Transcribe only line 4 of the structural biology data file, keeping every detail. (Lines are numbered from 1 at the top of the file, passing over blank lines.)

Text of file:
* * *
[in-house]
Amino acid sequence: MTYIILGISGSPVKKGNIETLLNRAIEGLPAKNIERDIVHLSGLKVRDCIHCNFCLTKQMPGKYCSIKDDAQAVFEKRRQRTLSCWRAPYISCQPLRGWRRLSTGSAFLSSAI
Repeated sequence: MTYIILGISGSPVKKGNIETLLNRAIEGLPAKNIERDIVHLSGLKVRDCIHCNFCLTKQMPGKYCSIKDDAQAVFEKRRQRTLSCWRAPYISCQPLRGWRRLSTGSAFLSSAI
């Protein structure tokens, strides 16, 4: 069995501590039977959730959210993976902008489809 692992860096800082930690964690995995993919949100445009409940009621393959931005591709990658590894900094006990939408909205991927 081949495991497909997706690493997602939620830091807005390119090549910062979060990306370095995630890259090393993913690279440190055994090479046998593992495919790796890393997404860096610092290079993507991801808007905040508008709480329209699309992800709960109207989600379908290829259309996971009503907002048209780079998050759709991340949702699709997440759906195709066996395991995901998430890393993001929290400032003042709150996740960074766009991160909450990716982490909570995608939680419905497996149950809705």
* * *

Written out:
């Protein structure tokens, strides 16, 4: 069995501590039977959730959210993976902008489809 692992860096800082930690964690995995993919949100445009409940009621393959931005591709990658590894900094006990939408909205991927 081949495991497909997706690493997602939620830091807005390119090549910062979060990306370095995630890259090393993913690279440190055994090479046998593992495919790796890393997404860096610092290079993507991801808007905040508008709480329209699309992800709960109207989600379908290829259309996971009503907002048209780079998050759709991340949702699709997440759906195709066996395991995901998430890393993001929290400032003042709150996740960074766009991160909450990716982490909570995608939680419905497996149950809705």